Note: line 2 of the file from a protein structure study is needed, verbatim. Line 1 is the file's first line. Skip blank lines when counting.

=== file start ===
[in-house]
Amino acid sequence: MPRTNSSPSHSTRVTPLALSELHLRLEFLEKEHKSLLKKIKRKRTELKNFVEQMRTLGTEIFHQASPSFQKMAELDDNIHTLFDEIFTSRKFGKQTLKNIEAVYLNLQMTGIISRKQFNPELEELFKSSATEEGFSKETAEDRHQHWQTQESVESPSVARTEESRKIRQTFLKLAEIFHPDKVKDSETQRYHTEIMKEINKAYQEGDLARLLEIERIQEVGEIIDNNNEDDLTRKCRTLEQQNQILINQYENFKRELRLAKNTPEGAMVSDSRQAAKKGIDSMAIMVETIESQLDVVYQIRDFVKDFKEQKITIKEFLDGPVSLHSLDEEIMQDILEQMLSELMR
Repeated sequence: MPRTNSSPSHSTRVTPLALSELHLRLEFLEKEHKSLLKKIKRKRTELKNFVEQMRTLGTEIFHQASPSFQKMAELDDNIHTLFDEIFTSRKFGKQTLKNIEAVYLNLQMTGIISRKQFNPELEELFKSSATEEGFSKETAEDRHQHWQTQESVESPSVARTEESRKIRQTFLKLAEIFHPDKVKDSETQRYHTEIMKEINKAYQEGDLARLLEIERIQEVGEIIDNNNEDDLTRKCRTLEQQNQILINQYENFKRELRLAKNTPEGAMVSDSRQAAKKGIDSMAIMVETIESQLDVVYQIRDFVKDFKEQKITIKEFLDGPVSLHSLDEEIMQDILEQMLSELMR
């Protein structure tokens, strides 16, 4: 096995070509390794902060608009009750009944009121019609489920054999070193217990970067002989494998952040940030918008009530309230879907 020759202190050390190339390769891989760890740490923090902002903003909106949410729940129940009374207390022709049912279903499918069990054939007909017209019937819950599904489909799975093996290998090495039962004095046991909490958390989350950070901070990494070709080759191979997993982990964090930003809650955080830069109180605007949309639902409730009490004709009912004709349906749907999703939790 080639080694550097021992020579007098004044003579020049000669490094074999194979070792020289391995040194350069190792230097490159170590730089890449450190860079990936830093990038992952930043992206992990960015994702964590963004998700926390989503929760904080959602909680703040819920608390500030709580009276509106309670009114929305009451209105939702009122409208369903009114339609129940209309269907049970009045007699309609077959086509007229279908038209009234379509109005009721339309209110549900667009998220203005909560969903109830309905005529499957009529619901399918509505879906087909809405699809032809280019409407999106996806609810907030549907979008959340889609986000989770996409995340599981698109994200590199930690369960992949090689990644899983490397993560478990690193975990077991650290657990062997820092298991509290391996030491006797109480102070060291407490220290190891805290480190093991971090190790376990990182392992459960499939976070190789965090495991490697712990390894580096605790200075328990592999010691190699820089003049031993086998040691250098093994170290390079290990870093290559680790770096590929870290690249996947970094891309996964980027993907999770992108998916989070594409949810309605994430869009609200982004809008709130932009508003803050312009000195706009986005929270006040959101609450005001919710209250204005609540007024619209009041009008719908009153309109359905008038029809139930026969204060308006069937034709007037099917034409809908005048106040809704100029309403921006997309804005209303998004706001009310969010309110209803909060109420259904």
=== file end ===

Amino acid sequence: MPRTNSSPSHSTRVTPLALSELHLRLEFLEKEHKSLLKKIKRKRTELKNFVEQMRTLGTEIFHQASPSFQKMAELDDNIHTLFDEIFTSRKFGKQTLKNIEAVYLNLQMTGIISRKQFNPELEELFKSSATEEGFSKETAEDRHQHWQTQESVESPSVARTEESRKIRQTFLKLAEIFHPDKVKDSETQRYHTEIMKEINKAYQEGDLARLLEIERIQEVGEIIDNNNEDDLTRKCRTLEQQNQILINQYENFKRELRLAKNTPEGAMVSDSRQAAKKGIDSMAIMVETIESQLDVVYQIRDFVKDFKEQKITIKEFLDGPVSLHSLDEEIMQDILEQMLSELMR